What’s known as iPhone “touch disease” appears to be spreading and pressure is mounting for Apple to find a cure. However, the tech giant still refuses to talk about it.
Touch disease is an affliction of Apple’s iPhone 6 and 6 Plus models which hit stores in 2014. The theory is that the phones suffer from a design flaw, which can make the screen freeze up and ignore touch commands.
A total of four proposed class-action lawsuits have been filed, two inCanada and two in the U.S., alleging the California-based tech giant knew about the defect and failed to take action.
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The first suit, filed in California in August, expanded this month. Three additional law firms and several more lead plaintiffs have been added to the case.
Many plaintiffs allege that their phone became permanently or periodically unresponsive to touch and that Apple demanded hundreds of dollars to fix or replace it.
“You miss calls, you can’t text, it’s a horrible piece of crap,” said Trina Rae Wiegers from Prince Albert, Sask., the lead plaintiff in one of the Canadian suits.
Complaints are also piling up on online discussion sites and social media.
The ailment has even inspired a hashtag on Twitter. “#touchdisease it’s a thing, it’s serious,” someone tweeted last week. “You need to take responsibility,” another person tweeted to Apple’s CEO, Tim Cook.
And yet, Apple is remaining mum. Earlier this month, the company told CBC News it has “no comment” on the issue.
We contacted Apple repeatedly this week in the hopes it would offer something more, but the company never responded.
‘Heartbreaking’ end to iPhone
“With Apple, they just kind of leave you hanging,” says Hawwa Motiwala in Toronto. The 19-year-old high school student claims she’s also a victim of touch disease.
Motiwala had her heart set on an iPhone but couldn’t afford the ticket price. So she bought a second-hand 6 Plus for $750 in February. “It was my first Apple product and I was really looking forward to it.”
Motiwala only got to enjoy her phone for a short time. She says that in September a flickering grey bar started to pop up on the screen and then the device would freeze up periodically.
After a few days, the phone permanently stopped responding to touch, making it useless, says Motiwala.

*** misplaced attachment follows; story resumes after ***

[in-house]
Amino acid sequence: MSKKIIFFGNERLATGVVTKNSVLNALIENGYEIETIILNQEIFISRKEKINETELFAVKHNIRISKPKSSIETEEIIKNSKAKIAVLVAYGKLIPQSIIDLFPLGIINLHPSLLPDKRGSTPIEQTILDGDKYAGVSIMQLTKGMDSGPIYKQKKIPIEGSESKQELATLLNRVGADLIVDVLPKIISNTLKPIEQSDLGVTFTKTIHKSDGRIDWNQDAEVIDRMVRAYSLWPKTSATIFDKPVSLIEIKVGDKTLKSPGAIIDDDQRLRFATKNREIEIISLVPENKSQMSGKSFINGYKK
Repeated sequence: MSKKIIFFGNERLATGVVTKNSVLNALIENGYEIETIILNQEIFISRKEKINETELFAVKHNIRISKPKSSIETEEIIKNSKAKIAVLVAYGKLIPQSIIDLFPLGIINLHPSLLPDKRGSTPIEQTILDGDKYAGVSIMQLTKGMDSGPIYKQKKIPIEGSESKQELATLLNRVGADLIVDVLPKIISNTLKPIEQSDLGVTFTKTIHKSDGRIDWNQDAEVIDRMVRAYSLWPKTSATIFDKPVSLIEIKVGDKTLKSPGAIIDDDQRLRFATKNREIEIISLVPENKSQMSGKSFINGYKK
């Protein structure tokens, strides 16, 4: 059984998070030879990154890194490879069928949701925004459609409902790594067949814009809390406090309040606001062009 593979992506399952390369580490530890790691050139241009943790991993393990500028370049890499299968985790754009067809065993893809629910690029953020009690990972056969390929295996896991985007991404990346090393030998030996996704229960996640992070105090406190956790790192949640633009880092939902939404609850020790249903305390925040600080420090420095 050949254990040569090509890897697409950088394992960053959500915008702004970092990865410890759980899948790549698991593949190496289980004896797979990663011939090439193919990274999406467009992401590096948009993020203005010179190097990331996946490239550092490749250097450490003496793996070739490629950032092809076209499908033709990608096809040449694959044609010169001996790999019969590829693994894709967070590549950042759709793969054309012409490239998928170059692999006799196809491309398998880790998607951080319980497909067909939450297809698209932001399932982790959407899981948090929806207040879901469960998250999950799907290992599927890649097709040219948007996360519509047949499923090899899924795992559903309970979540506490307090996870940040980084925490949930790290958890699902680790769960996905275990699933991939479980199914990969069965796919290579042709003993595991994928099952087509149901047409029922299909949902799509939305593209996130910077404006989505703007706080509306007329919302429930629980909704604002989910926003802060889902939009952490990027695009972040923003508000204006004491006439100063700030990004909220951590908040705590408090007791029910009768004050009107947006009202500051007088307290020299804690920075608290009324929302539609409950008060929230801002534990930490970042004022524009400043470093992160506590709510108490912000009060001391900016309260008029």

“It was really like heartbreaking at the moment and really disappointing.”
“She was crying the first night,” reports her father, Yusuf. He says he took her phone to a local Apple store and was told Motiwala would have to pay around $480 for a replacement — money she doesn’t have.
“When I later Googled more about the problem, it seems Apple knows about the problem,” says Yusuf.
He believes the company should offer his daughter a better deal to remedy a defect that appears to be widespread. “Apple should own up to it.”
Toronto iPhone owner Paul So agrees.
‘Let’s do a recall’?
So bought an iPhone 6 Plus in 2014. He says that soon after his warranty expired, the device started to periodically ignore touch commands.
“I’m trying to swipe to answer the call and I can’t even swipe,” says the IT worker, who uses the phone for his job.
“Sometimes I have those instances where I just want to throw it against the [wall]. It’s getting frustrating.”
So says he called Apple tech support and was told he’d have to pay about $400 to get the phone fixed. But he refuses to foot the bill for a problem he believes is Apple’s responsibility.
“They’re a big company and they should fess up and say, ‘You know what, we made a mistake and let’s do a recall.'”
A fix — maybe soon?
Tech enthusiast Justin Tse believes Apple may very well do that, but is still gathering evidence at this time.
“I think Apple is remaining quiet about it because they’re likely still trying to determine the actual problems surrounding it before releasing any statements.”
Tse lives in Victoria where he runs JTechApple, a consumer tech news and review site on YouTube.
He says he got his hands on a defective iPhone 6 and 6 Plus in August. After inspecting the devices, he concluded that they were suffering from the dreaded touch disease.
Tse believes the problem may be linked to “bendgate.” Shortly after the iPhone 6 and 6 Plus launched, people started complaining that the thin phone was susceptible to bending.
“As a result of the bending, the [circuit] board design causes a very important component to separate,” says Tse. That fractured connection could cause the phone to stop responding to touch commands.
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In the past, Tse says Apple has been very good about addressing defects, such as a malfunctioning camera in some iPhone 6 Plus models. Last year, Apple launched a free repair program for afflicted phones.
Tse predicts that the company will also eventually address touch disease.
“I would expect that’s what they would do and hopefully they end up acknowledging the situation.”
Meanwhile, Motiwala has already moved on. She’s now using an Android smartphone and says she’s learned an important lesson from her ordeal. “I know I shouldn’t spend too much money on phones.”